John C.F. Tedrow
John Charles Fremont Tedrow (97) died on October 2, 2014, at Brighton Gardens of Edison, New Jersey. He was professor emeritus at the School of Environmental and Biological Sciences, Rutgers University–New Brunswick.
He earned three successive degrees in soil science at Penn State University (B.S., 1939), Michigan State University (M.S., 1940), and Rutgers University (Ph.D., 1950). In 1947, he was appointed instructor in the Department of Soils at Rutgers, where he was ultimately promoted to the rank of professor II (now, distinguished professor) in 1972. He advanced to the rank of professor emeritus upon his retirement in 1984, and he maintained an active research career in association with the Department of Ecology, Evolution, and Natural Resources and the Department of Environmental Sciences nearly until his death.
Beginning with an Air Force contract to study the soils of northern Alaska in 1953, he worked systematically eastward across the Arctic to Inglfield Land in northern Greenland, the northernmost soils on the face of Earth. He then jumped south to continue his studies in the Antarctic. He was a pioneer in the exploration and description of tundra and polar soils of the Arctic and Antarctic, leading the Russian Dokuchaev Soil Science Society to divide the history of soil science into pre- and post-Tedrow eras. His work literally put Rutgers on the map through the namings of Queen’s College Lake in Greenland, a Tedrow Glacier, and a Rutgers Glacier in Antarctica. His expansive studies culminated in the publication of Soils of the Polar Landscapes (Rutgers University Press, 1977).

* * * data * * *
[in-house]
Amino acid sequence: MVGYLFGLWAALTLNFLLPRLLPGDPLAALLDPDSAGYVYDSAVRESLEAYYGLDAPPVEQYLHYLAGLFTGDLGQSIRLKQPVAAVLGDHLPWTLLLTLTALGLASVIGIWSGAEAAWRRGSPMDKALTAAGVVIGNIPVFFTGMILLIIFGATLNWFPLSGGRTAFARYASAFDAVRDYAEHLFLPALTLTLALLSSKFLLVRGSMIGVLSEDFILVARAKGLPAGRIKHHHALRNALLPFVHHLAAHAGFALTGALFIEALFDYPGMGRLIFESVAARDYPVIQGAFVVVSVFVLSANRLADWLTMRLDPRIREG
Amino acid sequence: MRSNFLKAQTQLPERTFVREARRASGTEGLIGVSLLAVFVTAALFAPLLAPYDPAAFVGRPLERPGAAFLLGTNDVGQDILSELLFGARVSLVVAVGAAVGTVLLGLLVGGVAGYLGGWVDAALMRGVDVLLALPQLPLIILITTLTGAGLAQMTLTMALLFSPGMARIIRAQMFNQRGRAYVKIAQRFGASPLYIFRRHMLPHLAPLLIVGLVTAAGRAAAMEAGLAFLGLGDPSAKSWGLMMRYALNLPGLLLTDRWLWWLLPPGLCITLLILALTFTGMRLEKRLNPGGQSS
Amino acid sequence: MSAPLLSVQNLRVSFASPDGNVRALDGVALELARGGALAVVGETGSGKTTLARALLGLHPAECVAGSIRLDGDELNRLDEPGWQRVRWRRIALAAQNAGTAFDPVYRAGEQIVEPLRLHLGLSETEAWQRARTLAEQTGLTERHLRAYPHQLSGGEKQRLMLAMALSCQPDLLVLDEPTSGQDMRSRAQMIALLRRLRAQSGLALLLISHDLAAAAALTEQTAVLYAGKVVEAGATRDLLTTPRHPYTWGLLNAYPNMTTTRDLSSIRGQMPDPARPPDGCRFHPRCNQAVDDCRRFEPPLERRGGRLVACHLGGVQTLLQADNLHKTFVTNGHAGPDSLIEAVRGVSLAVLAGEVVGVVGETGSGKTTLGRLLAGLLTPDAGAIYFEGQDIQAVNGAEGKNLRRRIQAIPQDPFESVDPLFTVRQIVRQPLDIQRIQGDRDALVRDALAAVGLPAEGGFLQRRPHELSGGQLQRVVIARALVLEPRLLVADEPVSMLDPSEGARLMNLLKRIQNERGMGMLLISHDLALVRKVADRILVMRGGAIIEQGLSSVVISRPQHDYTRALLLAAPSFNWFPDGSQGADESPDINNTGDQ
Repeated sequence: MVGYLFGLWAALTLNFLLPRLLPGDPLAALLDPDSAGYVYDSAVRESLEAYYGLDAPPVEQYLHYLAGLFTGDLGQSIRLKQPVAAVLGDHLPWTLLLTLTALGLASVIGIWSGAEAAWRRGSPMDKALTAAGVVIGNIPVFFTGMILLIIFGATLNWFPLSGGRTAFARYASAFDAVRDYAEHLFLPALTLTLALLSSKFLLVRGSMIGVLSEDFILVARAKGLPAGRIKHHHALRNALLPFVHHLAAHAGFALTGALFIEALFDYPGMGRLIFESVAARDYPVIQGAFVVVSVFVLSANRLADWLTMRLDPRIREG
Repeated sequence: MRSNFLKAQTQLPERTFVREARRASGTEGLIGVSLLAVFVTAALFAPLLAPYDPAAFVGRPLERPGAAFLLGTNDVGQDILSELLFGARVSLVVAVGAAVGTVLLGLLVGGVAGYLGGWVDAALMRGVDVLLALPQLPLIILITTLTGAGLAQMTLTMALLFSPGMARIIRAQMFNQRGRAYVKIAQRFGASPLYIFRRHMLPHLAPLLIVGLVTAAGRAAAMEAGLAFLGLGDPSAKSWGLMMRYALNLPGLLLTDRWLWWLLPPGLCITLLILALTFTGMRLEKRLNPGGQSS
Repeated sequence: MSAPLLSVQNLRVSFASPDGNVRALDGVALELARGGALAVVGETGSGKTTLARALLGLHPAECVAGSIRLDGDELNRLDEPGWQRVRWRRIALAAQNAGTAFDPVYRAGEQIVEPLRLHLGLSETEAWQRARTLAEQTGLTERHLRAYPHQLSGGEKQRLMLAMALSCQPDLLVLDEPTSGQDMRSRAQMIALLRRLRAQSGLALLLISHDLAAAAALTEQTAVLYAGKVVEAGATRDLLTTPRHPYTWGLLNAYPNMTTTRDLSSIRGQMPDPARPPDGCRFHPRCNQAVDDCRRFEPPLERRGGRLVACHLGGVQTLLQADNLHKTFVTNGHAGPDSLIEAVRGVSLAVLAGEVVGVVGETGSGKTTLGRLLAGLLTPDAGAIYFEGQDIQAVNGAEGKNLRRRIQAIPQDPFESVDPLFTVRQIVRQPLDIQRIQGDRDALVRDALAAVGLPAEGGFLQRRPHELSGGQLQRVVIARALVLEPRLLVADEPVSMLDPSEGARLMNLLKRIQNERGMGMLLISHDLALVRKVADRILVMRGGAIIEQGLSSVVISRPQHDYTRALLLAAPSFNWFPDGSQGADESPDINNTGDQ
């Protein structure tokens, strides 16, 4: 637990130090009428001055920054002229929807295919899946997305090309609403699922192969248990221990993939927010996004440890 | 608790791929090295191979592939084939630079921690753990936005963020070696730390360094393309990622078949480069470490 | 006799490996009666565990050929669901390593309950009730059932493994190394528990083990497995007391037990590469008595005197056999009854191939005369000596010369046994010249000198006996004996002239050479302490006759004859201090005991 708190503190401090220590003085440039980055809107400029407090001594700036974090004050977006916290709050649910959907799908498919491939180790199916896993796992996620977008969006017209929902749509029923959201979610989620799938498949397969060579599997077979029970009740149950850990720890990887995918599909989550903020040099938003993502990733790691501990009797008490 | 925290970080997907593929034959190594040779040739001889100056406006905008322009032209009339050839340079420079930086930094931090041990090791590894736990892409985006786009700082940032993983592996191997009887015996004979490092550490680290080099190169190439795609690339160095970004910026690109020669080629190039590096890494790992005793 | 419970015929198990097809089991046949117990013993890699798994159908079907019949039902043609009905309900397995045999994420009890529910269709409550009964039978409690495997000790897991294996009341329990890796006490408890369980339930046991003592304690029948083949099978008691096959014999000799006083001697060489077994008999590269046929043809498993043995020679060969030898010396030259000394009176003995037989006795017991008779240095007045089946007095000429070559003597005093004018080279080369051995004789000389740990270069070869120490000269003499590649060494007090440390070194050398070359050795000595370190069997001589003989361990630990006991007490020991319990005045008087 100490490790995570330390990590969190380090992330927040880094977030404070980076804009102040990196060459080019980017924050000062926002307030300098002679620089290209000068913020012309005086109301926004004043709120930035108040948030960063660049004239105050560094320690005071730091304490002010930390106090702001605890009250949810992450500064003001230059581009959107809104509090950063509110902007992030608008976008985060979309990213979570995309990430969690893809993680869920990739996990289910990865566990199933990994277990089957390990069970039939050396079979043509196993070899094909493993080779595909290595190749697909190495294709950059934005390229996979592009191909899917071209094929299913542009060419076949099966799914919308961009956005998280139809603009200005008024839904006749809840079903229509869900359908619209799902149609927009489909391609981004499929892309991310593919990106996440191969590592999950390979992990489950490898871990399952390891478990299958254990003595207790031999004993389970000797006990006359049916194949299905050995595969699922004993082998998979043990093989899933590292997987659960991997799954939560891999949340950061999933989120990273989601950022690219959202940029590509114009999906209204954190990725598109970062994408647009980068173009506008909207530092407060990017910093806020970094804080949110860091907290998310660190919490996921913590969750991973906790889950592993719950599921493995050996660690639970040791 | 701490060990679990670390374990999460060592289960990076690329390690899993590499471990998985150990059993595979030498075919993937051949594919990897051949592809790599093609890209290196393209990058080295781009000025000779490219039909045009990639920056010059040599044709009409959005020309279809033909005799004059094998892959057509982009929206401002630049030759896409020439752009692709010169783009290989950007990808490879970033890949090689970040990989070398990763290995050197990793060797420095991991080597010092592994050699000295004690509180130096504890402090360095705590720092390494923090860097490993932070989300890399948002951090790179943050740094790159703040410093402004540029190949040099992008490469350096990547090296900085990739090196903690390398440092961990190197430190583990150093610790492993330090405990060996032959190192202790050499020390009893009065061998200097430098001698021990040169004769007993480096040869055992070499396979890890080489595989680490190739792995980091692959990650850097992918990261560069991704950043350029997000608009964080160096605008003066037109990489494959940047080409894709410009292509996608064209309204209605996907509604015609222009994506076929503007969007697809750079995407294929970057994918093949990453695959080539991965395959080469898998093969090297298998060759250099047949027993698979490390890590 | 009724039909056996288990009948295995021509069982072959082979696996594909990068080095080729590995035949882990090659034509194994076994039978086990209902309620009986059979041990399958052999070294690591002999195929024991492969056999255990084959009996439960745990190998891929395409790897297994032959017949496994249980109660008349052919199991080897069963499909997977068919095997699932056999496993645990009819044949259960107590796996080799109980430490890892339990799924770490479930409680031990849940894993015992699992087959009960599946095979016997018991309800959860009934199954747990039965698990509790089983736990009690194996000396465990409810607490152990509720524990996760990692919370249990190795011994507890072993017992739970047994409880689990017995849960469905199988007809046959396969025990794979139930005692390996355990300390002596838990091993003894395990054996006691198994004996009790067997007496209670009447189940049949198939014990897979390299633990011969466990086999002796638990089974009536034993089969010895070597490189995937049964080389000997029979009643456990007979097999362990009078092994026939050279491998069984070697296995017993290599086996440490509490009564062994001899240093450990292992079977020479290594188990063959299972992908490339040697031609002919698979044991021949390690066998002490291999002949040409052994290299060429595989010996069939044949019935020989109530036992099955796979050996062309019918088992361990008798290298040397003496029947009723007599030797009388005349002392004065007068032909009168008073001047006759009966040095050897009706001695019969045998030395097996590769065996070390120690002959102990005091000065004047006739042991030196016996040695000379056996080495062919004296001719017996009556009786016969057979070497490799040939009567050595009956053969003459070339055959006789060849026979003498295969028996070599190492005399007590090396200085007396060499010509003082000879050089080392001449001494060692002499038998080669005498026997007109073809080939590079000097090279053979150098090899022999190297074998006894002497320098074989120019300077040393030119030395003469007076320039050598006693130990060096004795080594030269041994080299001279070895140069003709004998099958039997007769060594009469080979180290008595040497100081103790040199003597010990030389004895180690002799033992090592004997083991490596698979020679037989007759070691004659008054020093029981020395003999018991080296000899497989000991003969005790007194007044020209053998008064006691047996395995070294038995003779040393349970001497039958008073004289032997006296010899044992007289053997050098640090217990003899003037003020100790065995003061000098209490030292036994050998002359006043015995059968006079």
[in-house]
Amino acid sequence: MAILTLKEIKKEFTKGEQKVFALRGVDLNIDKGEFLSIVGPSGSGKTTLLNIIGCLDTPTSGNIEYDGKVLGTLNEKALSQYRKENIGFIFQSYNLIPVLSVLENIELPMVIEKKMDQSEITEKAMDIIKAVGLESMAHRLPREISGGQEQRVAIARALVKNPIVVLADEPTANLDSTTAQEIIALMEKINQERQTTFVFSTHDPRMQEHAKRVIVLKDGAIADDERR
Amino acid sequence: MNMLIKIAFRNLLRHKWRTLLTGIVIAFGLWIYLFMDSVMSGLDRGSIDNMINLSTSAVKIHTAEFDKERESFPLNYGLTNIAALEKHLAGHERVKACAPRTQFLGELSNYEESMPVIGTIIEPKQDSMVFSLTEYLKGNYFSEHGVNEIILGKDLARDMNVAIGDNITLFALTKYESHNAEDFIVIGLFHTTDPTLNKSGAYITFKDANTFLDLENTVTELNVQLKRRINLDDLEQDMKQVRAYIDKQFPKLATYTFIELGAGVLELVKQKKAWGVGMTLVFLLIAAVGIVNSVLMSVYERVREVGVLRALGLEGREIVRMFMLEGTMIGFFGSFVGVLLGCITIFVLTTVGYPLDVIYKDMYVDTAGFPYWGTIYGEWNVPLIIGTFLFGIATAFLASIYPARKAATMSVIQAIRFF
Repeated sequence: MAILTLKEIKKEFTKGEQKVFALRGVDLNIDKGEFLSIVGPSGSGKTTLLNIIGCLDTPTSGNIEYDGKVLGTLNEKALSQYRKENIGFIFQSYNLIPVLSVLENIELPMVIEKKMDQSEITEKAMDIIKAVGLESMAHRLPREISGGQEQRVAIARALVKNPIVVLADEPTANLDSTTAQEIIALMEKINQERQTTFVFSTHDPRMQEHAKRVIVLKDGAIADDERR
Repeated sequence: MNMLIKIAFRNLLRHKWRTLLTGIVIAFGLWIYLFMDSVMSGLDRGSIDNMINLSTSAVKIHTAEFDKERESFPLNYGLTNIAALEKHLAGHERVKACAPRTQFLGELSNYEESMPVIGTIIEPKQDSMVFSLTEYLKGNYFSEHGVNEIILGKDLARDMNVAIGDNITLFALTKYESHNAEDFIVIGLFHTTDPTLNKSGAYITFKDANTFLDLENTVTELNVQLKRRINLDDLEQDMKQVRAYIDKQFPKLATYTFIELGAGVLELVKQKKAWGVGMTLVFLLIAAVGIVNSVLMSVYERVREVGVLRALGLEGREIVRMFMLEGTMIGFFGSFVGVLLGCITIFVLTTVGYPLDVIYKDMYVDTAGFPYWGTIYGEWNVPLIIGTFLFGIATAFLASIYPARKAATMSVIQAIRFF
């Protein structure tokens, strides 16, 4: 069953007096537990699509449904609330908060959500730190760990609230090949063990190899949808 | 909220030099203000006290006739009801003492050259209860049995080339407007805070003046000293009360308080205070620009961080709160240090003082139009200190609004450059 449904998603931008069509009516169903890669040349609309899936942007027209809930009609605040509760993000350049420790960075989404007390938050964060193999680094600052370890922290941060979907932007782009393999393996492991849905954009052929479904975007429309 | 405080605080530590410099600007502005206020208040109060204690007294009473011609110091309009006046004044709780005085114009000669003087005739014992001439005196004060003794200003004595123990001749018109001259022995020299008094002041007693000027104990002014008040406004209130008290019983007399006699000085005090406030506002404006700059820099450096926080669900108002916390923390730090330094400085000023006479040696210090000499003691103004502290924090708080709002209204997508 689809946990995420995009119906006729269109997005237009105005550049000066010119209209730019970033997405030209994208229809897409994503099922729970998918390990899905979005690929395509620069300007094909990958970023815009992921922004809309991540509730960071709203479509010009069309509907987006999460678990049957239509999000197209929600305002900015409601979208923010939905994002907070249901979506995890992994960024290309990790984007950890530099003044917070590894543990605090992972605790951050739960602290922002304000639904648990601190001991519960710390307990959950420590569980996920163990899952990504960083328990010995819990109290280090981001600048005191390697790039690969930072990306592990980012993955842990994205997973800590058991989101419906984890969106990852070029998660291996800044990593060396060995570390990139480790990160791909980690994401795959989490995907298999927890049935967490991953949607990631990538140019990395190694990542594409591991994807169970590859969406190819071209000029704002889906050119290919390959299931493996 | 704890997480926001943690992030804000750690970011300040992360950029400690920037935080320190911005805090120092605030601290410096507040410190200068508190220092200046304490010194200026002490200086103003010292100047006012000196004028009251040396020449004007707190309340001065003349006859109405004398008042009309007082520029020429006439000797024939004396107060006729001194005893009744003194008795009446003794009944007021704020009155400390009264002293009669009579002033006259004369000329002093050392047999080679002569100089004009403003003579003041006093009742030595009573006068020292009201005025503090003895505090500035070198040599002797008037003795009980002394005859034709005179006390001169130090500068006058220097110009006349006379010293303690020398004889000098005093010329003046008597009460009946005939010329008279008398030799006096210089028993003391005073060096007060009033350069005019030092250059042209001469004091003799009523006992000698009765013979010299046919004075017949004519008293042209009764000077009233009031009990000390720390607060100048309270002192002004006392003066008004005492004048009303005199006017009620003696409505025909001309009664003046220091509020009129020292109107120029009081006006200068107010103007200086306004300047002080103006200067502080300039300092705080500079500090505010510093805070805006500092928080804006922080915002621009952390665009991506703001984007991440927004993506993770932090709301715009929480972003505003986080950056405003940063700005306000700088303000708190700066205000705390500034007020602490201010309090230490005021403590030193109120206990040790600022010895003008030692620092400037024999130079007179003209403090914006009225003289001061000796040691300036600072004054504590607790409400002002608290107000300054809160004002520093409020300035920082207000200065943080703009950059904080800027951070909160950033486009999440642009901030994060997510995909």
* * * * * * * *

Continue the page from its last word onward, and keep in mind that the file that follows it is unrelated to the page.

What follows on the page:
Following his death, he was returned to his birthplace, Rockwood, Pennsylvania, for a memorial service and interment with his family. A scholarship fund in the name of John C. F. Tedrow is planned.
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